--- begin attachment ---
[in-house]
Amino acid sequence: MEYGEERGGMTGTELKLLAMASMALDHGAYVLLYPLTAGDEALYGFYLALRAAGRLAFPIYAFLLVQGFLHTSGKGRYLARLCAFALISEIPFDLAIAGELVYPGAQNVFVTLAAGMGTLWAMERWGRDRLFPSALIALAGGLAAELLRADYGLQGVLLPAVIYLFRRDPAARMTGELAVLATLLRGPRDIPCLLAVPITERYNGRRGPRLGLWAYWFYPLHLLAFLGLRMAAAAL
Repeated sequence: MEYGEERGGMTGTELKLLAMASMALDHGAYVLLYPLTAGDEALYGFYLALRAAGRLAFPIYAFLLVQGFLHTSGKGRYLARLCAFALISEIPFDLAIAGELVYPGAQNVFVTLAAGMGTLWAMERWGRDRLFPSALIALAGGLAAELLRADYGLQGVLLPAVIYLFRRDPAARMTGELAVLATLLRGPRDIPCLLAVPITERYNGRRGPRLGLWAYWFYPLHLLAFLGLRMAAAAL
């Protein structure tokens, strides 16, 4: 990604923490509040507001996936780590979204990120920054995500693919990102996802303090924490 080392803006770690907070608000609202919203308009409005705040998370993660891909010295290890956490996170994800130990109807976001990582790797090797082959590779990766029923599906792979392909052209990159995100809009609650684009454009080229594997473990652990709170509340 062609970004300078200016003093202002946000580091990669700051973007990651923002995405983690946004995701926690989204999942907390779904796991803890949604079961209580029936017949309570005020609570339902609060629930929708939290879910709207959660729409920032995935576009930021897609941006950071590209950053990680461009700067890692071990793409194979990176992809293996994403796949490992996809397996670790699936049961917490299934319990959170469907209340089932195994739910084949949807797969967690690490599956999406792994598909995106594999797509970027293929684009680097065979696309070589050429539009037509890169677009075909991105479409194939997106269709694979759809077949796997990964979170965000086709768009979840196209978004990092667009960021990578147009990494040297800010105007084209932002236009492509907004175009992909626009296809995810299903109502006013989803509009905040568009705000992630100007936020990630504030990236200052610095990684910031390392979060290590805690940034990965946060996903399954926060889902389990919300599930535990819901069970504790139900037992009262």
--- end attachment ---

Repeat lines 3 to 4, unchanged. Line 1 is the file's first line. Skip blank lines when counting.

Repeated sequence: MEYGEERGGMTGTELKLLAMASMALDHGAYVLLYPLTAGDEALYGFYLALRAAGRLAFPIYAFLLVQGFLHTSGKGRYLARLCAFALISEIPFDLAIAGELVYPGAQNVFVTLAAGMGTLWAMERWGRDRLFPSALIALAGGLAAELLRADYGLQGVLLPAVIYLFRRDPAARMTGELAVLATLLRGPRDIPCLLAVPITERYNGRRGPRLGLWAYWFYPLHLLAFLGLRMAAAAL
């Protein structure tokens, strides 16, 4: 990604923490509040507001996936780590979204990120920054995500693919990102996802303090924490 080392803006770690907070608000609202919203308009409005705040998370993660891909010295290890956490996170994800130990109807976001990582790797090797082959590779990766029923599906792979392909052209990159995100809009609650684009454009080229594997473990652990709170509340 062609970004300078200016003093202002946000580091990669700051973007990651923002995405983690946004995701926690989204999942907390779904796991803890949604079961209580029936017949309570005020609570339902609060629930929708939290879910709207959660729409920032995935576009930021897609941006950071590209950053990680461009700067890692071990793409194979990176992809293996994403796949490992996809397996670790699936049961917490299934319990959170469907209340089932195994739910084949949807797969967690690490599956999406792994598909995106594999797509970027293929684009680097065979696309070589050429539009037509890169677009075909991105479409194939997106269709694979759809077949796997990964979170965000086709768009979840196209978004990092667009960021990578147009990494040297800010105007084209932002236009492509907004175009992909626009296809995810299903109502006013989803509009905040568009705000992630100007936020990630504030990236200052610095990684910031390392979060290590805690940034990965946060996903399954926060889902389990919300599930535990819901069970504790139900037992009262």